was
a very sweet boy, as I hear it.) In one of my favorite pictures of him, he’s around five, playing a recorder, and wearing a wrinkly, striped shirt. There’s sheet music on a stand which the others are following, but I’m sure he’s just playing by ear. It’s that his name on the card is so bright, tender, alert—if it called him, its timbre would be full of harmonies he’d have known even then, and was probably using to embellish the simple song.
It’s hard to retain such joyful playing.
When the card arrived the other day, I felt, more than anything, sadness wing in.
And on the Long Island Railroad last month, it came forth like this: the conductor handed my son a gold Souvenir Ticket and punched it ceremoniously, and my son took the ticket, smiling, knowing he was too old for such things (and he is, he’s twelve now and taller than I am) but still, he was perfectly gracious. There it was, in my son’s hands: the full understanding that others mean well but won’t always see you accurately, and what you give in return for their effort is kindness.
The sadness always surprises, hits sidelong, and then files right in. Perhaps there’s a groove constructed by years, a worn place ready to receive it. So when an occasion calls it forth, and after the initial shock of arrival, the sadness knows just where to settle.
I don’t go in search of it. Why does it find me?
And I don’t entertain it for long when it comes; I don’t
want
to be sad, but unbidden, it muscles in—by way of train cars stopped in the station, brimming with coal—B&O and Burlington Northern, the basic, everyday, raw-ingredient lines. I’m not inclined to fix on plaintive train whistles, or rusting small towns built too close to the tracks; I’m not even bent on recollecting Scenes of My Life in the Midwest Age Twenty (sensitive, angsty, ISO edgy landscapes, weedy tracks, soulful connections). Rather, it’s the way a coal train
shrinks
as I Amtrak by, en route from Baltimore to New York. As if it’s holding just a pinch of black dust, a harmless, loamy soil. I had a miniature train set as a kid (from Germany, I’m sure, the parts were lovely, precise and clockworkish), each car the size of a jelly bean, and I could hook them up in different formations and tap the whole line into motion—gently or they’d topple over. For this I needed a smooth kitchen floor. In her time, I read, the little Czarina also had tiny trains, but with ruby headlights and sapphire windows, for amusement during long afternoons, where, on some inlaid table she, too, I imagined, set journeys going with a tap of her royal hand. (With such trains, one conjures a world by humming softly and staring into the distance, past the cars and deep into the table’s pattern—or the floor’s green and white linoleum—so there emerges an imagined friend and a story: an exile’s in process, the dark’s all around and the cold, she gets up from her seat, holding her lap dog and . . . etc.). I thought I could inoculate myself against the sadness, even then, by calling it up, turning it over in a light of my own making. Such quiet one needs to hear the smallest wheels turn! How difficult that is to come by now. And my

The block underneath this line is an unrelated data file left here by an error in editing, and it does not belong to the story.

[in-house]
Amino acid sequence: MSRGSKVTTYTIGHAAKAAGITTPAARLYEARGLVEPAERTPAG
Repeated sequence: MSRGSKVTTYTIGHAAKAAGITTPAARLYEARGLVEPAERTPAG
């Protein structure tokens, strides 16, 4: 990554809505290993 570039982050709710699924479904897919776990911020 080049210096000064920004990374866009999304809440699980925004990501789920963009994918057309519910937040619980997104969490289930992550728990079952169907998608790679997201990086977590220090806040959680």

real
train-in-the-depot, with its coal fresh-blasted from the ruined mountains of West Virginia, supplier of energy for the capital’s grid—well, it returns very quickly to full size, and the wrecked towns and poisoned lakes are hitched to it, and that changes considerably how I feel about festive lights ringing the mall, the White House ablaze and the monuments glowing all night, every night of the year.
And how can a thing that’s a deathblow to sadness, itself also be a sadness? Once a perfectly balanced, strong, city poplar was busy greening and swelling its buds, ruffling its leaves, over a strung-out woman in a parking lot. It was a bright weekday afternoon and though she was stuffing baggies and needles deep into a hole in the passenger seat, the light through the trees was so gentle, so ancient it made her look like a peasant planting, bent at the waist, with thick legs and hiked skirt; it was a light that buffed the chipped curb, the crass dumpster, so that the illegality of her task seemed mild and familiar. As I walked past, I thought her form beautiful as she inclined to her paraphernalia. For a moment she was part of the finery of spring. And when I heard a low cooing from the back seat, I actually looked for a contented baby (rush basket, lace-blanket, waking into the lemony frosting of sunlight) but saw instead a man pointing at me. Moving his mouth, hunched like a puffed bird, he jabbed his finger and started to yell, then covered his face and told me to get the hell away. And I wasn’t frightened, but saddened by the way the greening, bright leaves got erased, just winched out of sight, and a delivery truck intercepted, and everything overrode the blossoming tree.
BOOK: Rough Likeness: Essays